Friday, October 19, 2012
Review: Cleopatra's Moon
By Vicky Alvear Shecter, read by Kirsten Potter
Published 2011 by Oasis Audio
Cleopatra Selene is the only daughter of Queen Cleopatra and General Marcus Antonius. She is beloved by the people of Egypt and by her family. She desires nothing more than to be as wonderful and adored a queen as her mother. But everything changes for Cleopatra Selene when the Roman ruler Octavianus launches a war, throwing her world into turmoil. Can Cleopatra Selene recover the destiny she has always believed is hers?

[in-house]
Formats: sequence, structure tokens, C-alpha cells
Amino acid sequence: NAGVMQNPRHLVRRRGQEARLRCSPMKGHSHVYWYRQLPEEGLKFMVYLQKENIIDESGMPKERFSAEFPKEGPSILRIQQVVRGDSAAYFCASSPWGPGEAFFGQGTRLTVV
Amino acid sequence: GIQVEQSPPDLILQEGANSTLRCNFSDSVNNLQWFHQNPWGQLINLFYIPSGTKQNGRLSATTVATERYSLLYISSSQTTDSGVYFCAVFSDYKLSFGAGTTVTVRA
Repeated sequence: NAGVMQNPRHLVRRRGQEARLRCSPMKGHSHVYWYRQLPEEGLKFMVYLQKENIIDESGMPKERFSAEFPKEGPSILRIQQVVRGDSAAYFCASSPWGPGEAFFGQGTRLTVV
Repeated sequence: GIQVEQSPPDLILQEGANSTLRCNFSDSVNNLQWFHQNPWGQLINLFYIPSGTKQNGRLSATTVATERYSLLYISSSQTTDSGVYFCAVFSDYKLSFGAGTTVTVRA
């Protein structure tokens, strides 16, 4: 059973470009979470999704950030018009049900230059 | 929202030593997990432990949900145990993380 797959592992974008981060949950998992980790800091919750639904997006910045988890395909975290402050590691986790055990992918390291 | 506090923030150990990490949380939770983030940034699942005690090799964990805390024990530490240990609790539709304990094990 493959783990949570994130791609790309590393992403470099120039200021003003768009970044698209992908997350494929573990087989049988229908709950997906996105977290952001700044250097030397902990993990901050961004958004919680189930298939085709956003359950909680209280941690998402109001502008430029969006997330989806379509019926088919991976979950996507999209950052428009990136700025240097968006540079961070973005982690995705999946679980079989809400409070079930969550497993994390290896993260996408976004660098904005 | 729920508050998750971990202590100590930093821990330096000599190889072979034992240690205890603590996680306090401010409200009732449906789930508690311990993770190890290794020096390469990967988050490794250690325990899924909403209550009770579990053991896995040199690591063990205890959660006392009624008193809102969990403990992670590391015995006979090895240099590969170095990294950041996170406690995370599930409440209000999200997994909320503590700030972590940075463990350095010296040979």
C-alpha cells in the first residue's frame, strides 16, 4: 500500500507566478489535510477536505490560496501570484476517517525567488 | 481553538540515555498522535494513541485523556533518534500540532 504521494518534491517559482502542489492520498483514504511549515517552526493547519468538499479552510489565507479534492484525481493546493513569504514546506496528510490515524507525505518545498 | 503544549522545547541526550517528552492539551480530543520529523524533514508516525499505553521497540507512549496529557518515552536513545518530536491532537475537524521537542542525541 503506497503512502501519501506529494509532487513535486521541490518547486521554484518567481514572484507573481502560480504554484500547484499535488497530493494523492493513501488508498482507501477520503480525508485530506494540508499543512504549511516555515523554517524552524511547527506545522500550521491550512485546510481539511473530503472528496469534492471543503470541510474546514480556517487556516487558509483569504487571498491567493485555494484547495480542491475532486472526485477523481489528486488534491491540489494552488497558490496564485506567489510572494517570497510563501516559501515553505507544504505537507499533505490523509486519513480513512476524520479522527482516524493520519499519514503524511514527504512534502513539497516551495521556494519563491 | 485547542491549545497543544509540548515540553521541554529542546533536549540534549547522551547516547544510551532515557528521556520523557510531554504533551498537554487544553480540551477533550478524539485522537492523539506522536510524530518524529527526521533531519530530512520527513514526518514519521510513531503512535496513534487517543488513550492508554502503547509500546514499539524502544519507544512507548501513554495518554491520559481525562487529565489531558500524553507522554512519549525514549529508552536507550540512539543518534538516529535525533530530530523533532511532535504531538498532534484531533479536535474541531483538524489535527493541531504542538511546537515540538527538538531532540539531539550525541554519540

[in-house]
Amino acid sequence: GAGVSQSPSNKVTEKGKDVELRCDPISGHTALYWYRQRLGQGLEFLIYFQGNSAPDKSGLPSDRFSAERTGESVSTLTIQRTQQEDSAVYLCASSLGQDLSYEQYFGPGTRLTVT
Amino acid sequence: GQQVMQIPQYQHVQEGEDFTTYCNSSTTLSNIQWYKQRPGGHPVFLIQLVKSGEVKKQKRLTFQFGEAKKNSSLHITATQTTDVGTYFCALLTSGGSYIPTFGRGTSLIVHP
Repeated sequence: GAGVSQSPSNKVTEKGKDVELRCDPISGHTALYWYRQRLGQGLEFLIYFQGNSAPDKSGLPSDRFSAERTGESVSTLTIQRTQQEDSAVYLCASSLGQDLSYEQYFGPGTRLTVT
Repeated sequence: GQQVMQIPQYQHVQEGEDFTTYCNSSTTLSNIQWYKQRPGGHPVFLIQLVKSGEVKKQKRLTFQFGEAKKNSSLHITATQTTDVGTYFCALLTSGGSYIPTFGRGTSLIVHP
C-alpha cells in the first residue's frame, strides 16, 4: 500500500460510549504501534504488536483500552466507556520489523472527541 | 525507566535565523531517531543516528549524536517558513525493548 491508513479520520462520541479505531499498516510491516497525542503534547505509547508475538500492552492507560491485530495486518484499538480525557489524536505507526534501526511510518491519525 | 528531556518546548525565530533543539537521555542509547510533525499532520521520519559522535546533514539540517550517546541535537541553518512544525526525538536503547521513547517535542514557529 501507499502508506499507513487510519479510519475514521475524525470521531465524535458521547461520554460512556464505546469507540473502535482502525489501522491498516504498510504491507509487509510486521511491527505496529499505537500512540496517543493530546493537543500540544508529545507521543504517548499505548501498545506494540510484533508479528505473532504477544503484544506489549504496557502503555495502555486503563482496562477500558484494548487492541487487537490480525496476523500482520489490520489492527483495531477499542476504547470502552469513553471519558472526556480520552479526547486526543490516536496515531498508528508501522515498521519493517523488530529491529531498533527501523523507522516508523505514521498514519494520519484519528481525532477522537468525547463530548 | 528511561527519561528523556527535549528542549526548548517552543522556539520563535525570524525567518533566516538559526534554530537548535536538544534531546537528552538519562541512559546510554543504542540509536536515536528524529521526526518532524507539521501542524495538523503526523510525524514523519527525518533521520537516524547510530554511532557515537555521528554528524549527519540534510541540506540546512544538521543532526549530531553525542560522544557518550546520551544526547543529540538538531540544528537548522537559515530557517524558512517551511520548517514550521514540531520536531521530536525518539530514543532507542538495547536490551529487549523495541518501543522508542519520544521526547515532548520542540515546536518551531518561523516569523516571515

I downloaded this audiobook on a whim, after seeing it offered as a free download from Sync this summer. I'm a big fan of historical fiction and I don't know all that much about ancient history (in fact, I didn't even really know that Cleopatra had a daughter) so I figured I'd give this book a shot. I think this was a really strong audiobook - the narrator had a lovely voice and it worked perfectly for the character. I did find the interstitial music a bit unnecessary, but at least it was nice to listen to. As for the book itself, I enjoyed it. Shecter paints a believable portrait of both Egyptian and Roman culture of the time. Even though I didn't know Cleopatra Selene existed prior to reading this book, I found she had a strong narrative voice and a very interesting story to tell. Since I've already admitted my historical ignorance about the subject, I thought it seemed accurate. I don't know for sure, but Selene was a decent heroine to read about and seemed realistic. I did read through some of the reviews on Goodreads, which seem to be pretty black or white. A few complain about the portrayal of Romans as "too realistic" - as in this book doesn't really shy away from discussion of sexuality, something that was more fluid to the Romans and also very much a part of everyday life. I think it's healthy for young adult novels to discuss sexuality, especially when it is relevant to depicting a time or place as accurately as possible. A few others were turned off by the romance in the story, but I assume it's at least partially based in history. Additionally, it was a lovely relationship, so shouldn't we be happy about that? For me, the strongest aspect of this book was the truly evocative sense of time and place created by Shecter. This was a really engaging book to listen to, and I'm very glad I downloaded it. I'd recommend this to fans of other lush historical fictions, such as those by Anna Godbersen or those by Carolyn Meyer.